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William Cullen Bryant's Thanatopsis is a poem meaning "a vision of death". The verse centers around the musings of life as death grows near. Bryant refers not only to death but the trappings of a funeral in the poem.
Unlike many death poems, Bryant does not refer to death as a person but personifies Nature in a feminine form. She "has a voice of gladness" and "eloquence of beauty", but she glides into his "darker musings". The first death vision is here. The musings are tied with the "last bitter hour," to form the vision of death.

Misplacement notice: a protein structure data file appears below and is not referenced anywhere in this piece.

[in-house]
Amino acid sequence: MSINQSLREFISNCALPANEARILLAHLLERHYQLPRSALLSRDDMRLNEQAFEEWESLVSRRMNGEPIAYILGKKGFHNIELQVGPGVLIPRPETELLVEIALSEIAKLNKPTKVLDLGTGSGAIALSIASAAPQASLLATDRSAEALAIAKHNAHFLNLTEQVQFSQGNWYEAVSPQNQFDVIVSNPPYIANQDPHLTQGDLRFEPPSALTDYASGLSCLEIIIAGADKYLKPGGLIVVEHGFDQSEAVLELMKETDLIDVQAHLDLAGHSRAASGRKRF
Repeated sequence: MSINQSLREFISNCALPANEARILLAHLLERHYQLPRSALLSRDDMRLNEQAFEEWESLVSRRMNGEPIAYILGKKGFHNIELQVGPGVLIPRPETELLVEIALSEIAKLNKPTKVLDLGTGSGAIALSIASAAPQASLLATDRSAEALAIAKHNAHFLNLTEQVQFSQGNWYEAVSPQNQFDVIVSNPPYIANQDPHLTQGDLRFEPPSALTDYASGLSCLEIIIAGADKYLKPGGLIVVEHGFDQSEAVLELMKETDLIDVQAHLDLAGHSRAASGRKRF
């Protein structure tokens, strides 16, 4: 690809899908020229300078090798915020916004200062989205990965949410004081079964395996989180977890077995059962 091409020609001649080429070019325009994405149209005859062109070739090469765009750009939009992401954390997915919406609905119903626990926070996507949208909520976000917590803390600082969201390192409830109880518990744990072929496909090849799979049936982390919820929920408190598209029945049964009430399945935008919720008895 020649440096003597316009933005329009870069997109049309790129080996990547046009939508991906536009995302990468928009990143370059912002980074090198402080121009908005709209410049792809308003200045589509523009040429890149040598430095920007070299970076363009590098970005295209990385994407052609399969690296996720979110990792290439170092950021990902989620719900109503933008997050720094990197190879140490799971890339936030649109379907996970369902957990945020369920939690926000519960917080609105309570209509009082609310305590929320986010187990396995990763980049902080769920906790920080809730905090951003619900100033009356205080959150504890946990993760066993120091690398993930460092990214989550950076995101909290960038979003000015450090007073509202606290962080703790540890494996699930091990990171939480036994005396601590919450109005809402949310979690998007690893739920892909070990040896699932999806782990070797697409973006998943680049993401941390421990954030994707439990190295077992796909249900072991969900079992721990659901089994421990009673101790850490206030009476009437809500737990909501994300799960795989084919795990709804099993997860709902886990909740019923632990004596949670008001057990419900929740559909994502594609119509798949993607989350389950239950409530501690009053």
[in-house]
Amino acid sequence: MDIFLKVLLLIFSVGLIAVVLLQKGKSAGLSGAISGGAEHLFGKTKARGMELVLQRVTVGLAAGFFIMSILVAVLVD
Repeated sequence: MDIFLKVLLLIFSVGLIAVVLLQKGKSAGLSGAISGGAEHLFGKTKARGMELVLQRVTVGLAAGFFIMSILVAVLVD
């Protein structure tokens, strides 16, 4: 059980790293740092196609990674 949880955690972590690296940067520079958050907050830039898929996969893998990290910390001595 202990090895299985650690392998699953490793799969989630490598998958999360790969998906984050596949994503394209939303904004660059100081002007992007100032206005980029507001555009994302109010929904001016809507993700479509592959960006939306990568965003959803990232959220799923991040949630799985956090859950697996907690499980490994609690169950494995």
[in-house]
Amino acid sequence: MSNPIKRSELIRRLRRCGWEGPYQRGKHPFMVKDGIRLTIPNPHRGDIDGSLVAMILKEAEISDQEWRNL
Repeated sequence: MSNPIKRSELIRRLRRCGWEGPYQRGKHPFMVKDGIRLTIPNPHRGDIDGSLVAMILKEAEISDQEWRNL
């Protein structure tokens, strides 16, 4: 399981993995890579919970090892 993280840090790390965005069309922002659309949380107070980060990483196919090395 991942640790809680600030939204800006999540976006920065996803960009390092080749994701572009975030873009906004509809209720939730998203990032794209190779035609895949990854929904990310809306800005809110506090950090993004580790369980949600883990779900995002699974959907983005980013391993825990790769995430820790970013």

Additional references point to the physical appointment of death. The "narrow house" is a reference to a coffin and the grave is shown by the "sun shall see no more." Bryant continues to state the world will continue without the departed. The "gay will laugh", and the "brood...plod on." However, he also notes they will join the departed in death as well. This is a reminder no one escapes death.
As the poem concludes, Bryant is assuring the reader the vision of death should not be feared but it should be "sustained and soothed" because the world will continue and will also go to death. Death is part of life and brings about the "mysterious realm, where each shall take/His chamber".
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